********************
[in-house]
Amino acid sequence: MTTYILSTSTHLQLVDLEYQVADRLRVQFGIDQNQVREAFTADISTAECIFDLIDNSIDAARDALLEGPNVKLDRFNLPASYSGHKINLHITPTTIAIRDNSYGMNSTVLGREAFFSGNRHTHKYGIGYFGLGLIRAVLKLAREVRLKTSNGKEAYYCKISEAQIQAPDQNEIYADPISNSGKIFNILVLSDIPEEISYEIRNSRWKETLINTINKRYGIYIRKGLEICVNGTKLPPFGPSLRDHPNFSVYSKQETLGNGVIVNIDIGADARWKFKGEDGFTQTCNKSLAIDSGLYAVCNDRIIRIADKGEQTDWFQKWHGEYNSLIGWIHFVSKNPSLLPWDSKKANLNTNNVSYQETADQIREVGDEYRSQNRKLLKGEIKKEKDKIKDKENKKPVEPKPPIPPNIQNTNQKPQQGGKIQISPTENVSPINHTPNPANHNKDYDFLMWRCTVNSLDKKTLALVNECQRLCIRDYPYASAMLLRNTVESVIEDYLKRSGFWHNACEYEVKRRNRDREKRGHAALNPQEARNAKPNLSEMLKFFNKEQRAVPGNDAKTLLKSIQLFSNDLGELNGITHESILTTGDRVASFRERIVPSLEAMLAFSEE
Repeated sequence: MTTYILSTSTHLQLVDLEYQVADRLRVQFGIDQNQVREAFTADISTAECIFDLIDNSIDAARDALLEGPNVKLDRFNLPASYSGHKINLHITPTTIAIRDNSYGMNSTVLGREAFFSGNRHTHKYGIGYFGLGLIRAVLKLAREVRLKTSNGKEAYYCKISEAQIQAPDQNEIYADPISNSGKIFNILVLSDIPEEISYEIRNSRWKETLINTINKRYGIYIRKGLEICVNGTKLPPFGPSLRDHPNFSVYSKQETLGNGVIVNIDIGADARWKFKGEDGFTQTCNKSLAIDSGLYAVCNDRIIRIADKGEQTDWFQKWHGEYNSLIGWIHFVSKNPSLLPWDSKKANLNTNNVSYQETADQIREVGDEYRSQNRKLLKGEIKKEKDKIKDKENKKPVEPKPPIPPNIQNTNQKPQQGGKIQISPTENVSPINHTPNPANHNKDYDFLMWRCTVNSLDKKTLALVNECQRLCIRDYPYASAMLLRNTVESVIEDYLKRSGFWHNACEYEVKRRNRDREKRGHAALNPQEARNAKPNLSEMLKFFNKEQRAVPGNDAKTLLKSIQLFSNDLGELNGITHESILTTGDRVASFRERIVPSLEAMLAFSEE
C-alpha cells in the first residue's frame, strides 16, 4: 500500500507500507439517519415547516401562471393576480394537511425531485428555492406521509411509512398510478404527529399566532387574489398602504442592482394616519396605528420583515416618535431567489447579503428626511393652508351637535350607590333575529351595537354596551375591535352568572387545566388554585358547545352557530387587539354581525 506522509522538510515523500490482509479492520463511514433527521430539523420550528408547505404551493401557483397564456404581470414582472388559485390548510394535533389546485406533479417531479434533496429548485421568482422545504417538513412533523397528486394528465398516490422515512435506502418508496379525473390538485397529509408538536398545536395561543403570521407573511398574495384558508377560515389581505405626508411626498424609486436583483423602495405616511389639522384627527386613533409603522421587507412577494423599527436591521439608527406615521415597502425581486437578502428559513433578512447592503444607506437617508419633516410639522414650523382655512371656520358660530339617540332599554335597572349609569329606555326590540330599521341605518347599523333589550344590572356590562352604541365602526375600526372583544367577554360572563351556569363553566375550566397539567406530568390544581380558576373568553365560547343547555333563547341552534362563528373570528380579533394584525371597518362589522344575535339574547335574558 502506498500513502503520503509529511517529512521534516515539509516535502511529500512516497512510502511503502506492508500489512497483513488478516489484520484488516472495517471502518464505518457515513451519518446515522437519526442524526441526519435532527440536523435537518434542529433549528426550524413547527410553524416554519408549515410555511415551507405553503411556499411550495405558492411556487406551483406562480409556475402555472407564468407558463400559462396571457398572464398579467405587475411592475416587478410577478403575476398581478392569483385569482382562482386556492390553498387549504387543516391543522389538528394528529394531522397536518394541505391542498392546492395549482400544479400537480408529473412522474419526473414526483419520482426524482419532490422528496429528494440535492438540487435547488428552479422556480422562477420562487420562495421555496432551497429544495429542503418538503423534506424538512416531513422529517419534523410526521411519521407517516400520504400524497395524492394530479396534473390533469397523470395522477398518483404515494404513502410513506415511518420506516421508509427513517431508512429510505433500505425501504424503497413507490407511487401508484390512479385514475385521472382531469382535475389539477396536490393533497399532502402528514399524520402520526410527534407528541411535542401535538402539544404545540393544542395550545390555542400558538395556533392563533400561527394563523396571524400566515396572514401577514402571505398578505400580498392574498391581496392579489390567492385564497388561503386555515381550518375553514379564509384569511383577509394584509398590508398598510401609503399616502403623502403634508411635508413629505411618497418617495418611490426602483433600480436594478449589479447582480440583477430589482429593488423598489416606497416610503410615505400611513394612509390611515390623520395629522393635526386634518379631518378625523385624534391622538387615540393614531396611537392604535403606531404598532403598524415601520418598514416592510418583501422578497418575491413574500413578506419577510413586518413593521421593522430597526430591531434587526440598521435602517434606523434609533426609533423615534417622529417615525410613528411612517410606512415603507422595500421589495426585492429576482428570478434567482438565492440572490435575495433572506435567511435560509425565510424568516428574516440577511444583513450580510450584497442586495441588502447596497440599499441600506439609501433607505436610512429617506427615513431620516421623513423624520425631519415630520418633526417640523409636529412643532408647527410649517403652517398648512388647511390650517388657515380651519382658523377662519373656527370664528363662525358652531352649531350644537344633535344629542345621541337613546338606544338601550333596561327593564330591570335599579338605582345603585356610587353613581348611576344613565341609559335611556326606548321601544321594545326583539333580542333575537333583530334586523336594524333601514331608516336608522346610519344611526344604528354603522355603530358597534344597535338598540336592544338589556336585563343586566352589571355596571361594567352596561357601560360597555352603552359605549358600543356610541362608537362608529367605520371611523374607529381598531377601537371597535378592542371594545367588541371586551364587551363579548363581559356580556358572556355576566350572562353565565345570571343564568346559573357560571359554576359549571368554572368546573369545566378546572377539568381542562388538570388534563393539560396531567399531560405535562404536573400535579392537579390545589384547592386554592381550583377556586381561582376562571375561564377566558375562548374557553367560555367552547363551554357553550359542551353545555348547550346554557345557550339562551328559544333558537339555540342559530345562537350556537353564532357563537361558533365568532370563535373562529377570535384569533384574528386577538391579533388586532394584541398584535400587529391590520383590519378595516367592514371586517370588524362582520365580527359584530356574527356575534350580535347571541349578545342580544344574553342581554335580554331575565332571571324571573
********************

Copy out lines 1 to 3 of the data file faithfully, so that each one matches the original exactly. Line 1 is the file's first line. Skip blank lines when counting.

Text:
[in-house]
Amino acid sequence: MTTYILSTSTHLQLVDLEYQVADRLRVQFGIDQNQVREAFTADISTAECIFDLIDNSIDAARDALLEGPNVKLDRFNLPASYSGHKINLHITPTTIAIRDNSYGMNSTVLGREAFFSGNRHTHKYGIGYFGLGLIRAVLKLAREVRLKTSNGKEAYYCKISEAQIQAPDQNEIYADPISNSGKIFNILVLSDIPEEISYEIRNSRWKETLINTINKRYGIYIRKGLEICVNGTKLPPFGPSLRDHPNFSVYSKQETLGNGVIVNIDIGADARWKFKGEDGFTQTCNKSLAIDSGLYAVCNDRIIRIADKGEQTDWFQKWHGEYNSLIGWIHFVSKNPSLLPWDSKKANLNTNNVSYQETADQIREVGDEYRSQNRKLLKGEIKKEKDKIKDKENKKPVEPKPPIPPNIQNTNQKPQQGGKIQISPTENVSPINHTPNPANHNKDYDFLMWRCTVNSLDKKTLALVNECQRLCIRDYPYASAMLLRNTVESVIEDYLKRSGFWHNACEYEVKRRNRDREKRGHAALNPQEARNAKPNLSEMLKFFNKEQRAVPGNDAKTLLKSIQLFSNDLGELNGITHESILTTGDRVASFRERIVPSLEAMLAFSEE
Repeated sequence: MTTYILSTSTHLQLVDLEYQVADRLRVQFGIDQNQVREAFTADISTAECIFDLIDNSIDAARDALLEGPNVKLDRFNLPASYSGHKINLHITPTTIAIRDNSYGMNSTVLGREAFFSGNRHTHKYGIGYFGLGLIRAVLKLAREVRLKTSNGKEAYYCKISEAQIQAPDQNEIYADPISNSGKIFNILVLSDIPEEISYEIRNSRWKETLINTINKRYGIYIRKGLEICVNGTKLPPFGPSLRDHPNFSVYSKQETLGNGVIVNIDIGADARWKFKGEDGFTQTCNKSLAIDSGLYAVCNDRIIRIADKGEQTDWFQKWHGEYNSLIGWIHFVSKNPSLLPWDSKKANLNTNNVSYQETADQIREVGDEYRSQNRKLLKGEIKKEKDKIKDKENKKPVEPKPPIPPNIQNTNQKPQQGGKIQISPTENVSPINHTPNPANHNKDYDFLMWRCTVNSLDKKTLALVNECQRLCIRDYPYASAMLLRNTVESVIEDYLKRSGFWHNACEYEVKRRNRDREKRGHAALNPQEARNAKPNLSEMLKFFNKEQRAVPGNDAKTLLKSIQLFSNDLGELNGITHESILTTGDRVASFRERIVPSLEAMLAFSEE